The linguistic-pragmatic turn in the history of philosophy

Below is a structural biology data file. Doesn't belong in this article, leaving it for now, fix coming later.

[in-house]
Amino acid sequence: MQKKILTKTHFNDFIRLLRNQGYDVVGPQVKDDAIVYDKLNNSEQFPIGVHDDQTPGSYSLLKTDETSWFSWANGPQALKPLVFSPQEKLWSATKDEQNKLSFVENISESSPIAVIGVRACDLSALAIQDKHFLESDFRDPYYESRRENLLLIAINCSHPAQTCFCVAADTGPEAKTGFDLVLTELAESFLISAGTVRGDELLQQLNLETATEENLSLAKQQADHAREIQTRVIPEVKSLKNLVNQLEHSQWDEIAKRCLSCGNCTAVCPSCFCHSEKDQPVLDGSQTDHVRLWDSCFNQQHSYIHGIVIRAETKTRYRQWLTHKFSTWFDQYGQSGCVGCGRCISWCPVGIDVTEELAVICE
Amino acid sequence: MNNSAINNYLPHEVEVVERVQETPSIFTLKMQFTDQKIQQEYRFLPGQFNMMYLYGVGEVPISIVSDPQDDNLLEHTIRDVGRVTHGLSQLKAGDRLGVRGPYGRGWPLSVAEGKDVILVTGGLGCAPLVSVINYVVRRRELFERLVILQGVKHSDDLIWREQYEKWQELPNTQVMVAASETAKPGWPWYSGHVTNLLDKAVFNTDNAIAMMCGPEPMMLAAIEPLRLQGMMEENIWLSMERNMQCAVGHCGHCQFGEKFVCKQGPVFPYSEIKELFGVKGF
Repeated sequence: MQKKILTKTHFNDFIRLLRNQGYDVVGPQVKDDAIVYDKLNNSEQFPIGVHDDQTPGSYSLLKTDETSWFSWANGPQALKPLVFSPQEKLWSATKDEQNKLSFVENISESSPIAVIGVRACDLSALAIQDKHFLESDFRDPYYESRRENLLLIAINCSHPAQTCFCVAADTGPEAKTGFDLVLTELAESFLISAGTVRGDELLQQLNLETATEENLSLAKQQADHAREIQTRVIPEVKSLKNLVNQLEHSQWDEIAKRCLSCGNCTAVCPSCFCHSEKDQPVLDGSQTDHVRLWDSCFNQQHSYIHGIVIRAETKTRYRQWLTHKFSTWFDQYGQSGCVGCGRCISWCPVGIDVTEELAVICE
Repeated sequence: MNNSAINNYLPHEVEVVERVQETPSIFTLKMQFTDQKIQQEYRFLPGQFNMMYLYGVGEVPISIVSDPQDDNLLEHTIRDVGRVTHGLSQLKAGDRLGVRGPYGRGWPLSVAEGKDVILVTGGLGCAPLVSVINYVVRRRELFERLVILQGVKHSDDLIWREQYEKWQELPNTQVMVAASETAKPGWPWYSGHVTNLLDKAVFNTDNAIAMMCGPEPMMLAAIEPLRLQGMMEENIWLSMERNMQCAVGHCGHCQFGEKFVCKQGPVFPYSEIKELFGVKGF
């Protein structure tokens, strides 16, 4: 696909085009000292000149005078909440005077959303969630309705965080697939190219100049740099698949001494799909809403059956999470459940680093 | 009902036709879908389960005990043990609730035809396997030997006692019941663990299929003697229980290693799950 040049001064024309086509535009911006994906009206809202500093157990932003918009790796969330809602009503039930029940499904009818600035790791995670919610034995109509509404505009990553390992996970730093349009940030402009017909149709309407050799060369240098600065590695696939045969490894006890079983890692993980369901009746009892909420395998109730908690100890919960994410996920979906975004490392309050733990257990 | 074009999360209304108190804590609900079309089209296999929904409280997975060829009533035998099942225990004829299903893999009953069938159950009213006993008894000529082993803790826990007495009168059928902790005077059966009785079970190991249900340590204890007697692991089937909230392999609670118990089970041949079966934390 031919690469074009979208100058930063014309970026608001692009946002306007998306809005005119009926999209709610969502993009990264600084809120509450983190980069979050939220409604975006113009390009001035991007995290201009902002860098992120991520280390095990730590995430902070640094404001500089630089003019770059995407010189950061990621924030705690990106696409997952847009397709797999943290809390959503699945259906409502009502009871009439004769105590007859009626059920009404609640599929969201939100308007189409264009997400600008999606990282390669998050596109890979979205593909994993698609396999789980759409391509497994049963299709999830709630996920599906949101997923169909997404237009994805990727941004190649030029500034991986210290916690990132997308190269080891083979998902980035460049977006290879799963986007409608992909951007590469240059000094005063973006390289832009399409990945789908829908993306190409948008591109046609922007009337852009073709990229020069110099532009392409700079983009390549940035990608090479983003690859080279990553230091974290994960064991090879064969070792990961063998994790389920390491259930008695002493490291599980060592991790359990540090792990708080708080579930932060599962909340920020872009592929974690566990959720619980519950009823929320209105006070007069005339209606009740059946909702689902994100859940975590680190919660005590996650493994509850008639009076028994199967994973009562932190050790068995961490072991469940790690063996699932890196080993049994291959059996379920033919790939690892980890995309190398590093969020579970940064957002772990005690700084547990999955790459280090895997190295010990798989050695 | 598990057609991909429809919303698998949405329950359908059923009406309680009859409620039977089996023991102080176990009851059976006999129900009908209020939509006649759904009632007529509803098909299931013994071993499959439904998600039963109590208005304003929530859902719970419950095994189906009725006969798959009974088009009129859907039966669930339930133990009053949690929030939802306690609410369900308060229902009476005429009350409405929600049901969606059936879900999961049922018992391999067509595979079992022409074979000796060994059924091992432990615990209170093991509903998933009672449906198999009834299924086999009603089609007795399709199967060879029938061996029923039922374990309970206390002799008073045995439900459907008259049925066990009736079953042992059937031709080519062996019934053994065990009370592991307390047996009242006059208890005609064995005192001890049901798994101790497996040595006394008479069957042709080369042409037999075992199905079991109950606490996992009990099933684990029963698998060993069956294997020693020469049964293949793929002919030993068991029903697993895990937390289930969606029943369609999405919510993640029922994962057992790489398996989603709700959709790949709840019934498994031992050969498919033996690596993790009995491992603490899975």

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Did the pragmatic turn encompass the linguistic turn in the history of philosophy? Or was the linguistic turn a turn away from pragmatism? Some commentators identify the so-called “eclipse” of pragmatism by analytic philosophy, especially during the Cold War era, as a turn away from pragmatist thinking. However, the historical evidence suggests that this narrative is little more than a myth. Pragmatism persisted, transforming into a more analytic variety under the influence of Quine and Putnam and, more recently, a continental version in the hands of Richard Rorty and Cornel West. In this paper, I argue that proof of the linguistic turn’s presence as a moment in a broader pragmatic turn in philosophy can be garnered from close examination of a single article, W. V. O. Quine’s “Two Dogmas of Empiricism,” and a single issue: whether the analytic-synthetic distinction is philosophically defensible.
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